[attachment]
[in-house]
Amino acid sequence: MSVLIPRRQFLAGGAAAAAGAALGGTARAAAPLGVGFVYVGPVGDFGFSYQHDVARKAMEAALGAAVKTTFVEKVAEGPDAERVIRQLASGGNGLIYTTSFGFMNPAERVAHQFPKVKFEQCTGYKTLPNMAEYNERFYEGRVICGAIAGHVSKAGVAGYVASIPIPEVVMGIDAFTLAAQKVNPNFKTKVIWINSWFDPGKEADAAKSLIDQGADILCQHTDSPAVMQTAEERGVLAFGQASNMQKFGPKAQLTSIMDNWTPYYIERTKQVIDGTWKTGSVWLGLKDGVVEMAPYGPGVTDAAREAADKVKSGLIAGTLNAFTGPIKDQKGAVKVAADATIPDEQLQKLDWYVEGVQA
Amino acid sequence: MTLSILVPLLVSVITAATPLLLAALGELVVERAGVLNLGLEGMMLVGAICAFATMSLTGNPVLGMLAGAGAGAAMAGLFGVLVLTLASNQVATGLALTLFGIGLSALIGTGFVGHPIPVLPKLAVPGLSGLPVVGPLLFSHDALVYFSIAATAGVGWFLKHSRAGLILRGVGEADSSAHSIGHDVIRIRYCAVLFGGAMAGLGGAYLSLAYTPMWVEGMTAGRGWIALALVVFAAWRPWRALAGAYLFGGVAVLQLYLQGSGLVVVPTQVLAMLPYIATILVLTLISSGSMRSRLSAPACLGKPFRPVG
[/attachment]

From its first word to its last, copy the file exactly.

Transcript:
[in-house]
Amino acid sequence: MSVLIPRRQFLAGGAAAAAGAALGGTARAAAPLGVGFVYVGPVGDFGFSYQHDVARKAMEAALGAAVKTTFVEKVAEGPDAERVIRQLASGGNGLIYTTSFGFMNPAERVAHQFPKVKFEQCTGYKTLPNMAEYNERFYEGRVICGAIAGHVSKAGVAGYVASIPIPEVVMGIDAFTLAAQKVNPNFKTKVIWINSWFDPGKEADAAKSLIDQGADILCQHTDSPAVMQTAEERGVLAFGQASNMQKFGPKAQLTSIMDNWTPYYIERTKQVIDGTWKTGSVWLGLKDGVVEMAPYGPGVTDAAREAADKVKSGLIAGTLNAFTGPIKDQKGAVKVAADATIPDEQLQKLDWYVEGVQA
Amino acid sequence: MTLSILVPLLVSVITAATPLLLAALGELVVERAGVLNLGLEGMMLVGAICAFATMSLTGNPVLGMLAGAGAGAAMAGLFGVLVLTLASNQVATGLALTLFGIGLSALIGTGFVGHPIPVLPKLAVPGLSGLPVVGPLLFSHDALVYFSIAATAGVGWFLKHSRAGLILRGVGEADSSAHSIGHDVIRIRYCAVLFGGAMAGLGGAYLSLAYTPMWVEGMTAGRGWIALALVVFAAWRPWRALAGAYLFGGVAVLQLYLQGSGLVVVPTQVLAMLPYIATILVLTLISSGSMRSRLSAPACLGKPFRPVG